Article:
Imagine a pot of coffee. Every morning there are two vital questions about this coffee. “How much is there?” and “How strong is it?”.
There may be 12 cups of coffee in a full pot. This is the volume of coffee.
The coffee may be strong. This is the concentration of coffee.
In the same way, we measure ozone gas. “How much is there?” and “How strong is it?” These questions refer to the ozone concentration and volume. Once we understand both the concentration and volume, we can calculate the dose.
The concentration represents the strength of the ozone. It is commonly measured in ug/ml (micrograms per milliliter) and rarely in mg/l (milligrams per liter). We also use the word “gamma” to describe the concentration of ozone.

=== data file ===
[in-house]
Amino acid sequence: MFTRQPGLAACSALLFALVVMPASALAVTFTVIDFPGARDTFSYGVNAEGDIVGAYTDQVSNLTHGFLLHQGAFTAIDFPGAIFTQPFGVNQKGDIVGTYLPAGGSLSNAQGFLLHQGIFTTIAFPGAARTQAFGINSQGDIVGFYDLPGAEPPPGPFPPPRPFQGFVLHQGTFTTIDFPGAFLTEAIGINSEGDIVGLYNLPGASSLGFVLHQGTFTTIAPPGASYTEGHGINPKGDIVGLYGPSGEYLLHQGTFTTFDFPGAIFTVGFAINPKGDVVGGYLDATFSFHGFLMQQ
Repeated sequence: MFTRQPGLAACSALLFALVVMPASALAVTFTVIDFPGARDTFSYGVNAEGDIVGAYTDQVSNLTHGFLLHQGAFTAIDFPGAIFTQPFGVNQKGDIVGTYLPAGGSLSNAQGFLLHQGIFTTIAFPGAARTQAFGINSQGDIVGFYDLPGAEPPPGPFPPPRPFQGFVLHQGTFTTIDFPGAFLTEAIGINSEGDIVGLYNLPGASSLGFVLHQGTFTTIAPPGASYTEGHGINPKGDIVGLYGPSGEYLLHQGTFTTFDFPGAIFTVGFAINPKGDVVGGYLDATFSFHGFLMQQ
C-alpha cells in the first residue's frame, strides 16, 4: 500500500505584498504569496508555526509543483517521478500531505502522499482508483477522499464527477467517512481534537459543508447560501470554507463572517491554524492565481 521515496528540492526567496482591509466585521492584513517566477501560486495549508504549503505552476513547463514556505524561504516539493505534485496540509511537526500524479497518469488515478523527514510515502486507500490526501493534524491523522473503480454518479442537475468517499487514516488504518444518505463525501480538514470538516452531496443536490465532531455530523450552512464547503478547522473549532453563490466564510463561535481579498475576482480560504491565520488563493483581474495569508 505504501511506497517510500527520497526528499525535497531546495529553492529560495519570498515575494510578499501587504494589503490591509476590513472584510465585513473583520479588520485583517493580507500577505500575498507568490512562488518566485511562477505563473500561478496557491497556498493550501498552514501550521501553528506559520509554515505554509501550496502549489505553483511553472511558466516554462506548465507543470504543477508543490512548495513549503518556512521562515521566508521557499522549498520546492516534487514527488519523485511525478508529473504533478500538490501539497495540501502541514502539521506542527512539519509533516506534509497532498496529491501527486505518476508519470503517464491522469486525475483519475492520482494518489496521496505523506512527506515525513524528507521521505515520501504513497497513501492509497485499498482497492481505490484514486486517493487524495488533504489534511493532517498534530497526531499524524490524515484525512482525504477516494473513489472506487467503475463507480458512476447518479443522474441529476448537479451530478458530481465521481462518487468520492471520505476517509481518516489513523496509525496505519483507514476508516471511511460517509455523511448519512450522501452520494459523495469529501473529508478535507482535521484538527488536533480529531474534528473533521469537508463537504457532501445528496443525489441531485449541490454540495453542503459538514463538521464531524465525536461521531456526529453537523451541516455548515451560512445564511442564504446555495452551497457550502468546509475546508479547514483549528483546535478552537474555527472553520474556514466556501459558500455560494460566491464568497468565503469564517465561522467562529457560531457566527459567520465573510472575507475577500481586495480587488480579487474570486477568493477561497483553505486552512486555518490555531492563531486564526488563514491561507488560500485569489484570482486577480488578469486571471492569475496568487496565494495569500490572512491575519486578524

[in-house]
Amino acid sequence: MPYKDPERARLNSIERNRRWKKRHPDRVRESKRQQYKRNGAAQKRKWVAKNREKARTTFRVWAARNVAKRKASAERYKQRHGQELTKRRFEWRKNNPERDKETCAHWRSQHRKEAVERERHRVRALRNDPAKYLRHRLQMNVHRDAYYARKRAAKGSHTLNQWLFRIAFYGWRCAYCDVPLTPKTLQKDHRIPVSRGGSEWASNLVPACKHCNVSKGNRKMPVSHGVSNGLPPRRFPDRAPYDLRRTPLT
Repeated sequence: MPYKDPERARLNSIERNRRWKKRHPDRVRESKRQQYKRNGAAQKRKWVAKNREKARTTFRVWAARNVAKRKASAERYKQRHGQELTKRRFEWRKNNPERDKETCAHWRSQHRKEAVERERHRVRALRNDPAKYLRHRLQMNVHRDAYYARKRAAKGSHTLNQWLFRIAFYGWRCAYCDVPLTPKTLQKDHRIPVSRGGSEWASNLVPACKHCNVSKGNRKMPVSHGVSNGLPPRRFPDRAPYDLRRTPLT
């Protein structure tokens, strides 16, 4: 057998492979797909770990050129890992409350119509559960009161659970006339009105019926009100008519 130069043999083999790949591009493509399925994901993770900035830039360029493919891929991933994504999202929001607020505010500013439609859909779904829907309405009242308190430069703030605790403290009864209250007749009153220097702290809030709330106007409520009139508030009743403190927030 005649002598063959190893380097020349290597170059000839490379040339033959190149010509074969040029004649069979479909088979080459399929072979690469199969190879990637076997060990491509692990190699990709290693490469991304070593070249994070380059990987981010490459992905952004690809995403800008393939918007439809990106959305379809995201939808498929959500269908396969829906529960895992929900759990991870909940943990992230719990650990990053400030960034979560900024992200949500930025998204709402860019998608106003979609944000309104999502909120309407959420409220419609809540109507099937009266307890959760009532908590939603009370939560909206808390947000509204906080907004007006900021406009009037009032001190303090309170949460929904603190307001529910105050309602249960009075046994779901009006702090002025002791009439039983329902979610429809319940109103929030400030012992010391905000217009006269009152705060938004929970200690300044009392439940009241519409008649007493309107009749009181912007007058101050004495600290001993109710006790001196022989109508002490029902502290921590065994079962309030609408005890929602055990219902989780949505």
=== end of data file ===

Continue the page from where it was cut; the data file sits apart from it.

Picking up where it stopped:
The volume of gas is represented by the quantity of gas. It is usually measured in cubic centimeters (CC) or milliliters (ml).
This picture shows different concentrations but the same volume.
A dose of ozone is often measured in micrograms (ug). So we say things like, “He dosed the patient with 3,000 micrograms of ozone.”
Calculating a dose of ozone is extremely easy. You multiply the concentration by the volume.
(concentration in ug/ml) x (volume in ml) = (dose in ug)
So if we have a 10cc syringe with 30 gamma the following formula is applied:
(30ug/ml) x (10ml) = 300ug
You must know BOTH the concentration and volume to understand the dose. Then multiply them together.